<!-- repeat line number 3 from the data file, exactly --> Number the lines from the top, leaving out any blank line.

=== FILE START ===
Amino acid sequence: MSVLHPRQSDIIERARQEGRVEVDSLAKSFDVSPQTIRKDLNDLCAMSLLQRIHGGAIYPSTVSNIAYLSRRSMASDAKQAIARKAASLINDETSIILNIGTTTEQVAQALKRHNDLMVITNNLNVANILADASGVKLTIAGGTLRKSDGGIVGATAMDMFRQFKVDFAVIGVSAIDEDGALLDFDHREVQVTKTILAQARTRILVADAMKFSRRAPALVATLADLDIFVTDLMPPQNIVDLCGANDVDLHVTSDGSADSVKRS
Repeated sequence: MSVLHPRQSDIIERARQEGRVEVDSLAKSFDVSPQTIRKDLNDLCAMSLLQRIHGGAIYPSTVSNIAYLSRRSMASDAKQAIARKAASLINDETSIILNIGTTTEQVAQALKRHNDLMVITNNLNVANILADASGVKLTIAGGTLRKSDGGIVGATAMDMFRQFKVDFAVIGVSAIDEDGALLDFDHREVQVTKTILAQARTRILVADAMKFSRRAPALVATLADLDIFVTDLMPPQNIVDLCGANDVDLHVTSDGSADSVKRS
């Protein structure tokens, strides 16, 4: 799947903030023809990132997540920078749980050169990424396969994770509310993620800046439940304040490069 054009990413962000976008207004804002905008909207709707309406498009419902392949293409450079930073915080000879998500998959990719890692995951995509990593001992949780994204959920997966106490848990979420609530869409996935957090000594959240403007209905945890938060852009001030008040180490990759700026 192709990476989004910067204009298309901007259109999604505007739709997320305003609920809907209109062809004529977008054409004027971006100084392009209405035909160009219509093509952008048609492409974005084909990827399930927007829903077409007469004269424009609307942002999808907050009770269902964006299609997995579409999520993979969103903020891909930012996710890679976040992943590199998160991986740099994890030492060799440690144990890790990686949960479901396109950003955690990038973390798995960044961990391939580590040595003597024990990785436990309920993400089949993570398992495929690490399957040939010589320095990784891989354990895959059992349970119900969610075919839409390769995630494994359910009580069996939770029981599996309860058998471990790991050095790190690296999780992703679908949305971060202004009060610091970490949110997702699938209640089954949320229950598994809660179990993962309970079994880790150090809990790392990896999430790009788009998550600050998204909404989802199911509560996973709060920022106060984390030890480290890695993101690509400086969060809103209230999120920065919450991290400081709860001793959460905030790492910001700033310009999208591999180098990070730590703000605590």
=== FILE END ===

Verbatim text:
């Protein structure tokens, strides 16, 4: 799947903030023809990132997540920078749980050169990424396969994770509310993620800046439940304040490069 054009990413962000976008207004804002905008909207709707309406498009419902392949293409450079930073915080000879998500998959990719890692995951995509990593001992949780994204959920997966106490848990979420609530869409996935957090000594959240403007209905945890938060852009001030008040180490990759700026 192709990476989004910067204009298309901007259109999604505007739709997320305003609920809907209109062809004529977008054409004027971006100084392009209405035909160009219509093509952008048609492409974005084909990827399930927007829903077409007469004269424009609307942002999808907050009770269902964006299609997995579409999520993979969103903020891909930012996710890679976040992943590199998160991986740099994890030492060799440690144990890790990686949960479901396109950003955690990038973390798995960044961990391939580590040595003597024990990785436990309920993400089949993570398992495929690490399957040939010589320095990784891989354990895959059992349970119900969610075919839409390769995630494994359910009580069996939770029981599996309860058998471990790991050095790190690296999780992703679908949305971060202004009060610091970490949110997702699938209640089954949320229950598994809660179990993962309970079994880790150090809990790392990896999430790009788009998550600050998204909404989802199911509560996973709060920022106060984390030890480290890695993101690509400086969060809103209230999120920065919450991290400081709860001793959460905030790492910001700033310009999208591999180098990070730590703000605590």